Buck left China with great reluctance. China had been her home. Fluent in both spoken and written Chinese, she had developed a deep affection for the country and its people, and had accumulated scores of friends. When she sailed from Shanghai in 1934, Buck took it for granted that she would be able to come back to visit the people and places she was leaving behind.
History had other plans. Instead of bringing peace to China, Japan's defeat in 1945 ignited four years of civil war between Nationalists and Communists. The Communist victory in October 1949 provoked a bitter response from the United States government, which refused to recognize Mao's regime and banned all travel between the two countries. For more than two decades, neither Pearl Buck nor any other non-governmental U.S. citizen could legally set foot in China.
Then, in 1972, in one of the most dramatic and consequential reversals in 20th-century diplomacy, Richard Nixon traveled to China and shook hands with Mao, initiating a process of rapprochement that would ultimately lead both countries to normalized relations.
The 79-year-old Pearl Buck, who had frequently told friends that she remained "homesick" for China, saw a last opportunity to return to the country in which she had spent more than half her life. She applied for a visa, sent telegrams to Zhou Enlai and other Chinese leaders, and hectored White House staff for presidential support. In May
of 1972, after months of silence, a low-level Chinese bureaucrat stationed in Canada sent this refusal: since "you have in your works taken an attitude of distortion, smear and vilification towards the people of new China and its leaders, I am authorized to inform you that we cannot accept your request for a visit to China."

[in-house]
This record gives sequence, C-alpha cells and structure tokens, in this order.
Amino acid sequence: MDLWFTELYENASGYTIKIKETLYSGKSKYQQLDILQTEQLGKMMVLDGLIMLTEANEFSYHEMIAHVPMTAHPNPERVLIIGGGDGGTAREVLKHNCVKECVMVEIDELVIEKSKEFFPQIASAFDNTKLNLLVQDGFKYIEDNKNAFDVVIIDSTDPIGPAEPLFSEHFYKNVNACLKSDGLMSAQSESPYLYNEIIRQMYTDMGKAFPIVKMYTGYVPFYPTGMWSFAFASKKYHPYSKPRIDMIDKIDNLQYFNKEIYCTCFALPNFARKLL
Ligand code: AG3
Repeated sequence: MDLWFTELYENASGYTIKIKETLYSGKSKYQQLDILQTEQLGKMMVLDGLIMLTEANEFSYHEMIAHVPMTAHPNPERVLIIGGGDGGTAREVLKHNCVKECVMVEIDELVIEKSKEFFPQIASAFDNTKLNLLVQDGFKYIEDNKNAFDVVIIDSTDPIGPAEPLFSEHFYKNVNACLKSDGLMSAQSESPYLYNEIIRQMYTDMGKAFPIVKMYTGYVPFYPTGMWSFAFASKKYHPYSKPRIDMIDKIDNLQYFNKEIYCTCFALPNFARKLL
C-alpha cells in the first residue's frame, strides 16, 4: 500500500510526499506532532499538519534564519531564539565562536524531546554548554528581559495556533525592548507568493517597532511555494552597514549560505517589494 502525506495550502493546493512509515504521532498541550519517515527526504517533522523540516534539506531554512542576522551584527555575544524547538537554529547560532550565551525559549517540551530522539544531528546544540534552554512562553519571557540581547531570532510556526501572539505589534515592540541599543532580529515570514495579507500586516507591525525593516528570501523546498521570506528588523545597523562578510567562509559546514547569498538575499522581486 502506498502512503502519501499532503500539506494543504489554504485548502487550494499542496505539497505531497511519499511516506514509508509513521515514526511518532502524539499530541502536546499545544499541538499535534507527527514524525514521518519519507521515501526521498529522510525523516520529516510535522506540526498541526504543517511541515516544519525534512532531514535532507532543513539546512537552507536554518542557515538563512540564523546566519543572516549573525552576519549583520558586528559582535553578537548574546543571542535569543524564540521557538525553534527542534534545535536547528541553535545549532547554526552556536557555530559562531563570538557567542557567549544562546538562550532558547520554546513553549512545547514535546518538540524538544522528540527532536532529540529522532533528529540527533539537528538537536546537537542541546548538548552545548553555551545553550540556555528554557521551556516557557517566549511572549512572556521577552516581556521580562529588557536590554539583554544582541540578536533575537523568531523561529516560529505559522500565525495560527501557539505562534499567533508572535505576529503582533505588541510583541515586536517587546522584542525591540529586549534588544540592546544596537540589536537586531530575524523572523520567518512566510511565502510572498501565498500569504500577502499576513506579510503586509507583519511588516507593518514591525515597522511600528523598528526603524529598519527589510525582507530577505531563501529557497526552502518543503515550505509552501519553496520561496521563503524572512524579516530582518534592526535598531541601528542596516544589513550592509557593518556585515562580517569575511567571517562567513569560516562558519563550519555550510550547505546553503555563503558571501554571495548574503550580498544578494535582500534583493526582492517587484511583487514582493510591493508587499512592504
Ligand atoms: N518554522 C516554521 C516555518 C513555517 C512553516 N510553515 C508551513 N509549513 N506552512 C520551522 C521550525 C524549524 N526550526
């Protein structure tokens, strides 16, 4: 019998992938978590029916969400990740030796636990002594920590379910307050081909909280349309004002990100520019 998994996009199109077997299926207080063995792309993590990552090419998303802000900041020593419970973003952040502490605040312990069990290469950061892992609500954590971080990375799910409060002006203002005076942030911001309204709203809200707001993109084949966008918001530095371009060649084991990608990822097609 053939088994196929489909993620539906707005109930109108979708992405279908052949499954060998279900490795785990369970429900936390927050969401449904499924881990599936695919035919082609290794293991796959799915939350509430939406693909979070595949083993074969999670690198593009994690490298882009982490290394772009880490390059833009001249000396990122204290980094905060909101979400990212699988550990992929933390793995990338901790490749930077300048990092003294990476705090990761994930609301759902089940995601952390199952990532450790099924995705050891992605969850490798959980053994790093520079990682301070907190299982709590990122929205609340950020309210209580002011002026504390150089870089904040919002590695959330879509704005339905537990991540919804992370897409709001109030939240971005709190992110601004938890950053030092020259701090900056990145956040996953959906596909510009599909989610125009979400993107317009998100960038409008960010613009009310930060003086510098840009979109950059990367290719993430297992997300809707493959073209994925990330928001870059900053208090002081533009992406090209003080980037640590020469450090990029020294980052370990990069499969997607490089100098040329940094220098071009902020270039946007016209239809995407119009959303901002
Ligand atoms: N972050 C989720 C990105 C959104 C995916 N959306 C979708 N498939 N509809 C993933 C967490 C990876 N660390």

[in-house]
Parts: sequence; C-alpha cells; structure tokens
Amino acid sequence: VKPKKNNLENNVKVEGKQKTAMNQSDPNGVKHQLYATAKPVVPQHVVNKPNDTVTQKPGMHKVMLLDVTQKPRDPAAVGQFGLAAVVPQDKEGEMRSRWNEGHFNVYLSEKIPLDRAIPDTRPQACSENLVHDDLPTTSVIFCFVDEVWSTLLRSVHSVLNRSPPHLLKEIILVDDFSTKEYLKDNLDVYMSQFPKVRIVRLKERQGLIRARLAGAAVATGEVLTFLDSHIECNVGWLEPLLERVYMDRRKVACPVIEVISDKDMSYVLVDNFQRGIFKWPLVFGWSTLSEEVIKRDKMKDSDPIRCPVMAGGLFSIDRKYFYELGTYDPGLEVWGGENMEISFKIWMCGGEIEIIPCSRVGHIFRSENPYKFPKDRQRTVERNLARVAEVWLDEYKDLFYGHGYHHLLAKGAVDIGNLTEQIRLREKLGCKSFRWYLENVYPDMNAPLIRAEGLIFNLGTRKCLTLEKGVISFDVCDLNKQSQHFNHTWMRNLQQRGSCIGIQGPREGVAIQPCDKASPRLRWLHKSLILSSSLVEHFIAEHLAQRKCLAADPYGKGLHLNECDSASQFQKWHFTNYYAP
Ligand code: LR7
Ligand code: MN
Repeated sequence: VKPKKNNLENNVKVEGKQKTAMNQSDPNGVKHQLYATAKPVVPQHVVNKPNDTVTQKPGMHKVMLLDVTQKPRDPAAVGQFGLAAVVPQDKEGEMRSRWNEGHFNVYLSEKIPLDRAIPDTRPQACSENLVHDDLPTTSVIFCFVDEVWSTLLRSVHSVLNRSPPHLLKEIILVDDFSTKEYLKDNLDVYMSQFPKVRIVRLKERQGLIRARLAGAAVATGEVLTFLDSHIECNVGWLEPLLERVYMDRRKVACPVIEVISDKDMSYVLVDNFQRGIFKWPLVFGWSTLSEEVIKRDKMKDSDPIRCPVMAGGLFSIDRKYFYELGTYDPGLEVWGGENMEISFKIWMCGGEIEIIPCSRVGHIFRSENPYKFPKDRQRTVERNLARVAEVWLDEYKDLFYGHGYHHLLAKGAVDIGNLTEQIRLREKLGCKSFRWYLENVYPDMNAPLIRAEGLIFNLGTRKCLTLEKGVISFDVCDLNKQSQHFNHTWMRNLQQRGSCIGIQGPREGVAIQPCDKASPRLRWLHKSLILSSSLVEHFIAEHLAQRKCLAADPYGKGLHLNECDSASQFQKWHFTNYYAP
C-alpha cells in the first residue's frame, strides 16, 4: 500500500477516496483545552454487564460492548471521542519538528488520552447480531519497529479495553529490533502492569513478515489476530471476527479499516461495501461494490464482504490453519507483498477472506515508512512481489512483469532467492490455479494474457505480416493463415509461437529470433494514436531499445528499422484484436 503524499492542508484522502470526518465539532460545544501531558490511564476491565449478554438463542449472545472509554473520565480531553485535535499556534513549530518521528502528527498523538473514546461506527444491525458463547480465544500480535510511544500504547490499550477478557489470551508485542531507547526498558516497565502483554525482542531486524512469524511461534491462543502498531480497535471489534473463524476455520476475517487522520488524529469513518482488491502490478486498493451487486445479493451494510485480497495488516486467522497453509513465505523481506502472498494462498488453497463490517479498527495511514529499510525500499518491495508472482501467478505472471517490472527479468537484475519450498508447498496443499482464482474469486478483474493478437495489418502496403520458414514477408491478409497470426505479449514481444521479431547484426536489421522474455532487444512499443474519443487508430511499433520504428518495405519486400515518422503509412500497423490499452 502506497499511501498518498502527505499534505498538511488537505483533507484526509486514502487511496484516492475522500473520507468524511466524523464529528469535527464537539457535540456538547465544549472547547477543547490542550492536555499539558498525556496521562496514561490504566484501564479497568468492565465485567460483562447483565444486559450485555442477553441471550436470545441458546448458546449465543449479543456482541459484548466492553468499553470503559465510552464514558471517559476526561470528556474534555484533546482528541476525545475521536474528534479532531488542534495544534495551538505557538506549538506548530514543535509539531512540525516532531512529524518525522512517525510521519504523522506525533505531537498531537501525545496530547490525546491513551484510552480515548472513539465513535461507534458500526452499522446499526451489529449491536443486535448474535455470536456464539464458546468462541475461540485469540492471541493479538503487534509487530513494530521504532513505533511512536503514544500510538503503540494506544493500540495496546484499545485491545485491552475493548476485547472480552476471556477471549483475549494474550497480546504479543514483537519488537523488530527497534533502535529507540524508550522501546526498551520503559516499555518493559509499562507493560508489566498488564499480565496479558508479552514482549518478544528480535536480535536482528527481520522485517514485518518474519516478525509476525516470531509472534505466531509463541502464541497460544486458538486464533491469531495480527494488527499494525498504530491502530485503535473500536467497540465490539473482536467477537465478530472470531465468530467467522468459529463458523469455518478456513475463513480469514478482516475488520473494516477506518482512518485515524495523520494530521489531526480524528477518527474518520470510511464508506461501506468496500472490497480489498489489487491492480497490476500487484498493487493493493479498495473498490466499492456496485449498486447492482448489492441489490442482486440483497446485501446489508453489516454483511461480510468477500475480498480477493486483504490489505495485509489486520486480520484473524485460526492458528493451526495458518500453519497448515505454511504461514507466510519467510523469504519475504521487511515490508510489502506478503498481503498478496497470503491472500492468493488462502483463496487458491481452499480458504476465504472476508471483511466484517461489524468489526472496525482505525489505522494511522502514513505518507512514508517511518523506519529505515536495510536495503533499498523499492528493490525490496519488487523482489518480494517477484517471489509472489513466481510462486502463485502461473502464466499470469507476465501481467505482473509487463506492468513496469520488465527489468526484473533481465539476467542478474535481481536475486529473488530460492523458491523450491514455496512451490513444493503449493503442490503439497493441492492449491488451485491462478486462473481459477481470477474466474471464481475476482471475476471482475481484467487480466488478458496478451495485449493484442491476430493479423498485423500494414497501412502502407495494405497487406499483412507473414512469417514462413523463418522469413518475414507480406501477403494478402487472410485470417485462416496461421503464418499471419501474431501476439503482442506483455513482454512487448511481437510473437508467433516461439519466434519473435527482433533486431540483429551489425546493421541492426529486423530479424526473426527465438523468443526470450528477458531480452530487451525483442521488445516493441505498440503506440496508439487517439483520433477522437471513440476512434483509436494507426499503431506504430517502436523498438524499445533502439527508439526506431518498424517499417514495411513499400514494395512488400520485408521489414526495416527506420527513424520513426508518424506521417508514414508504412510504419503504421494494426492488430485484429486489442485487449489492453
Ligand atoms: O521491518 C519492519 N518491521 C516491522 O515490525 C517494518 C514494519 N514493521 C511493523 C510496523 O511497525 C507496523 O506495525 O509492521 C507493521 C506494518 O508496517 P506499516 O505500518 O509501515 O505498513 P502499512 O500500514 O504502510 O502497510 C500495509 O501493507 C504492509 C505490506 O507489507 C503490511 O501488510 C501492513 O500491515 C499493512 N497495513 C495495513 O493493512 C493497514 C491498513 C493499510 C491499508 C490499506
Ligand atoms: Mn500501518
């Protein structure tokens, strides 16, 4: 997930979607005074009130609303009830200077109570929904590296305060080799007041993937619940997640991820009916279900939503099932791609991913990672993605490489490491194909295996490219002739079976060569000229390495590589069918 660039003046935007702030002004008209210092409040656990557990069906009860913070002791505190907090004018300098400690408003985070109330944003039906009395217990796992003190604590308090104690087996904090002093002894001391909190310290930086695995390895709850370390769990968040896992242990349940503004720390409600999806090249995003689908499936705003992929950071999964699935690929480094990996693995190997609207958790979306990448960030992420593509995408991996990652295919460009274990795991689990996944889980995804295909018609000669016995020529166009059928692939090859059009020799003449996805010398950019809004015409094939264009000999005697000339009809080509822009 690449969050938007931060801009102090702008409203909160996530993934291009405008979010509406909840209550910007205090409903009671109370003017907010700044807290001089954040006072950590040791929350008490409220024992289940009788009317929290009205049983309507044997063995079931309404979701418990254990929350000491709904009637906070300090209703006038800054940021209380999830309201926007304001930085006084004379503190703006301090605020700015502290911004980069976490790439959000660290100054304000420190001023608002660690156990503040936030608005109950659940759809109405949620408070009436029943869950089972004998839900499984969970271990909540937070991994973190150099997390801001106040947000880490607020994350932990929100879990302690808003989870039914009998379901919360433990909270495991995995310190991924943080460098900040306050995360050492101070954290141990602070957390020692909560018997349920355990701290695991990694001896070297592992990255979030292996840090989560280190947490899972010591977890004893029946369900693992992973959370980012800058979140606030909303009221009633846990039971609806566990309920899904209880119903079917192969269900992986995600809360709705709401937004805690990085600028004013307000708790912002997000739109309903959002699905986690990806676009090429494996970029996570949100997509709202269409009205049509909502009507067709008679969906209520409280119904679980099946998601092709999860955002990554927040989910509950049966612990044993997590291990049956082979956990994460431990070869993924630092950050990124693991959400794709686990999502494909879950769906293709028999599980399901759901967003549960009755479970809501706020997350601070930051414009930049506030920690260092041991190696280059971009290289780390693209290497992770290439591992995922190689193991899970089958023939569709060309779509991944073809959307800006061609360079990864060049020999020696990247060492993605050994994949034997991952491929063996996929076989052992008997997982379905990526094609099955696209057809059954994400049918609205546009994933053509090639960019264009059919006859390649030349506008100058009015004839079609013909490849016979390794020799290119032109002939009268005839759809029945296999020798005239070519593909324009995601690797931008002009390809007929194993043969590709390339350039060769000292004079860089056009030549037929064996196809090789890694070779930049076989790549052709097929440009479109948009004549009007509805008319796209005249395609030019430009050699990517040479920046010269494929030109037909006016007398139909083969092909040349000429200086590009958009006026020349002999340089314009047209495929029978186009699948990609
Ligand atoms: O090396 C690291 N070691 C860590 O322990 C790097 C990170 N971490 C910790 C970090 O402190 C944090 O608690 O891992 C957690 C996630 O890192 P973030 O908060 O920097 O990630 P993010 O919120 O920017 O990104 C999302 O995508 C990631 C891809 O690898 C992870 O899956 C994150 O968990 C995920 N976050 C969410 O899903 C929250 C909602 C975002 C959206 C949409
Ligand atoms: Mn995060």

In fact, Pearl Buck had never vilified or smeared the people of China. Probably no other writer on either side of the Pacific had done as much to rally American support for the Chinese throughout the 1930s and 1940s. But she had aroused the hatred of the Communist Party leadership. She had broadcast her anti-communism in her essays and
novels, attacking internal Communist repression in such books as The Three Daughters of Madame Liang (1969), which told the truth about the Cultural Revolution when many on the Western left kept their eyes shut. She also denounced the Chinese invasion of Tibet in the novel Mandala (1970) and in a story called "The Commander and the Commissar" (1961).
A few months after Nixon's trip, in the spring of 1973, Buck died. She remained a Communist Party non-person until, in 1991, anticipating the centenary of her birth the following year, a group of Chinese scholars committed to the importance of her representations of China, proposed a national conference to re-consider her work and legacy. The proposal was approved by the provincial authorities in Jiangsu, where
Buck had lived through most of her years in China, but then quashed at the ministerial level in Beijing. In 1997, another proposal was -- how shall I put it? -- semi-approved: Buck could be discussed but not named in the conference title. Instead, discussions of Buck's writing were smuggled in under the rubric "Chinese-American Literary Relations."